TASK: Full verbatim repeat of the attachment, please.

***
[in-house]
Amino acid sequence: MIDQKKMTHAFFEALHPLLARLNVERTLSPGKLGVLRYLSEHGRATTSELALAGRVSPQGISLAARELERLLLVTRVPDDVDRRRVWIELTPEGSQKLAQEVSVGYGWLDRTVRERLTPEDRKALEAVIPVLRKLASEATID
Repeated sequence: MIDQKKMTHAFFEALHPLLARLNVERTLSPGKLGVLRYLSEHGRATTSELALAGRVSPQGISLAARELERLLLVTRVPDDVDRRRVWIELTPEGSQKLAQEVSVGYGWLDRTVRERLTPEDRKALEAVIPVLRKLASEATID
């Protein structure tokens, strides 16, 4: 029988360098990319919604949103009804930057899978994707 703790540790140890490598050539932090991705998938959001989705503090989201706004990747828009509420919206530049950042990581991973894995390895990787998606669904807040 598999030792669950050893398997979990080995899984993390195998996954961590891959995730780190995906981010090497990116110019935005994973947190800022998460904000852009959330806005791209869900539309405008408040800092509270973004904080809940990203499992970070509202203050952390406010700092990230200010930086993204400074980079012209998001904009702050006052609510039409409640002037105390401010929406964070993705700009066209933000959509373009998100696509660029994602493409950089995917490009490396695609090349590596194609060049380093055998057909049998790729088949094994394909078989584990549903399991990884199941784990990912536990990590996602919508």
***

[in-house]
Amino acid sequence: MIDQKKMTHAFFEALHPLLARLNVERTLSPGKLGVLRYLSEHGRATTSELALAGRVSPQGISLAARELERLLLVTRVPDDVDRRRVWIELTPEGSQKLAQEVSVGYGWLDRTVRERLTPEDRKALEAVIPVLRKLASEATID
Repeated sequence: MIDQKKMTHAFFEALHPLLARLNVERTLSPGKLGVLRYLSEHGRATTSELALAGRVSPQGISLAARELERLLLVTRVPDDVDRRRVWIELTPEGSQKLAQEVSVGYGWLDRTVRERLTPEDRKALEAVIPVLRKLASEATID
């Protein structure tokens, strides 16, 4: 029988360098990319919604949103009804930057899978994707 703790540790140890490598050539932090991705998938959001989705503090989201706004990747828009509420919206530049950042990581991973894995390895990787998606669904807040 598999030792669950050893398997979990080995899984993390195998996954961590891959995730780190995906981010090497990116110019935005994973947190800022998460904000852009959330806005791209869900539309405008408040800092509270973004904080809940990203499992970070509202203050952390406010700092990230200010930086993204400074980079012209998001904009702050006052609510039409409640002037105390401010929406964070993705700009066209933000959509373009998100696509660029994602493409950089995917490009490396695609090349590596194609060049380093055998057909049998790729088949094994394909078989584990549903399991990884199941784990990912536990990590996602919508």